Skip to main content
Financially Fit & FabuIous - Investing in Stocks and Money Market instruments - Part 2 - All Woman - Jamaica Observer
All Woman

Financially Fit & FabuIous - Investing in Stocks and Money Market instruments - Part 2

WELCOME to the second in our two part series on Investing in Stocks and Money Market Instruments.

Both issues are focused on new ways for you to increase your cash flow through investing. We are examining two investment options which will allow you to passively grow income, which means, your money is virtually working for you while you sleep.

Our first article was focused on investing in stocks.  In this issue, we will look at investing in money market instruments.

Money Market investments

Money market instruments, also sometimes offered in the form of collective investment arrangements, are made up of financial instruments with a maturity of up to one year.

Money Market Instruments are issued by the Government and some by licensed securities dealers with various maturities, for example, 30-day and 180-day issues.

The most common Money Market instruments in Jamaica are treasury bills, commercial paper, and repurchase agreements.

If you buy this Money Market instrument through your investment advisor or broker, you have become a lender to the entity issuing the security, whether that is a company or government.

These instruments or securities are comparatively low-risk loans because the term or pay back period on the instruments is short and the credit rating of the issuer is generally good. This means they are highly likely to repay you.

Liquid investment

Money Market instruments are a good product to invest in if you know you will need your savings/cash back in one year or less. The maturity is short, and second, the instruments are generally easily sold to others.

The disadvantage is that what you earn on this investment is less than other products because the risk is lower than longer-term interest-bearing securities. Still, you will definitely earn more than parking your savings in a regular savings account.

Diversification

We are sure you are very familiar with the phrase “do not put all your eggs in one basket.” It means that when one basket falls and eggs break, you should have another. Diversification has a similar meaning.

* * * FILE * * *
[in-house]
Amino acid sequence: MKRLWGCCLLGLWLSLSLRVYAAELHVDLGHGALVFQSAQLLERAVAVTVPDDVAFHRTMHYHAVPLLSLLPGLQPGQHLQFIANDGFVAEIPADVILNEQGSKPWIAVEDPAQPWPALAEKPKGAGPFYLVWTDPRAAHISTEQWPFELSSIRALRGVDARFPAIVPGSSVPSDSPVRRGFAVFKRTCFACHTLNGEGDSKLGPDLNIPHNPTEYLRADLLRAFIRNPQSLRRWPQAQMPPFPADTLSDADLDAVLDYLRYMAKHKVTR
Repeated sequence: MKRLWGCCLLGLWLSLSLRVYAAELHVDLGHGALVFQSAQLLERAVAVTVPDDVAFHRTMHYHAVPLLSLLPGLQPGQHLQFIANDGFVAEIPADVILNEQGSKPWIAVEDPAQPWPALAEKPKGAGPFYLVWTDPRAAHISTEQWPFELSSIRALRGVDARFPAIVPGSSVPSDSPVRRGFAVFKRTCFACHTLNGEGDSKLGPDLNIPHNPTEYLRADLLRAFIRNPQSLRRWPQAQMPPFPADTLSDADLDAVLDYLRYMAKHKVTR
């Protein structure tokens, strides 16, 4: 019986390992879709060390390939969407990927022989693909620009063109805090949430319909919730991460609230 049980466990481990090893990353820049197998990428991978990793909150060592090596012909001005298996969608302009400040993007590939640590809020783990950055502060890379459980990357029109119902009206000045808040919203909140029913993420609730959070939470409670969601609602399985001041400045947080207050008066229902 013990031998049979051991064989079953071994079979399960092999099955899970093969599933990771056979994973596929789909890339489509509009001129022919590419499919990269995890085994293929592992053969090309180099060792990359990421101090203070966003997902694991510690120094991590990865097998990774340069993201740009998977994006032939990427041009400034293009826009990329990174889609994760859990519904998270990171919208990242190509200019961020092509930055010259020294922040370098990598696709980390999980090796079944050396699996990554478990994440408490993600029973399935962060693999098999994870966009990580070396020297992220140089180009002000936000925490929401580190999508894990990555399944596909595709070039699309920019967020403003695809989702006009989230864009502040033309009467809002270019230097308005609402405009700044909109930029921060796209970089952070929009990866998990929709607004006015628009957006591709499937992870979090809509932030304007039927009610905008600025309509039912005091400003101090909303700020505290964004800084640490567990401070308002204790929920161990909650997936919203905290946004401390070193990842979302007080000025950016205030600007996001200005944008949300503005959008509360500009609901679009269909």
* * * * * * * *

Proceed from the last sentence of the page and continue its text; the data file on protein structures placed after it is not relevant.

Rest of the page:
In the context of investing, select stocks from different industries. Money Market instruments are a good way to reduce risk, maximise returns and formulate a strong diversification strategy.

Get professional advice

We recommend that you talk with your a Scotia Investments advisor about your overall financial goals, your risk appetite and, time horizons so they can customize a portfolio that suits you and your needs. While you could make significant gains from investing in stocks, you could make losses as well. But investing in stocks with a long term view in mind as well as a diversified portfolio, are important in mitigating the downside. Also consider the investing in Money Market Instruments and discuss how these can help you achieve your financial goals over time. Invest Early, Invest Regularly, Diversify and Stay Invested.

Shynelle Anderson is a licensed Investment Advisor from Scotia Investments Jamaica Limited.

 

Comments

HOUSE RULES

1. We welcome reader comments on the top stories of the day. Some comments may be republished on the website or in the newspaper · your email addresses will not be published.

2. Please understand that comments are moderated and it is not always possible to publish all that have been submitted. We will, however, try to publish comments that are representative of all received.

3. We ask that comments are civil and free of libellous or hateful material. Also please stick to the topic under discussion.

4. Please do not write in block capitals since this makes your comment hard to read.

5. Please don't use the comments to advertise. However, our advertising department can be more than accommodating if emailed: advertising@jamaicaobserver.com.

6. If readers wish to report offensive comments, suggest a correction or share a story then please email: community@jamaicaobserver.com.

7. Lastly, read our Terms and Conditions and Privacy Policy



comments powered by Disqus
Trending Stories
Infuriating in-laws
29 November 2021
The undesirables
29 November 2021
Baby-trapped
29 November 2021

Polls
Sorry, no question available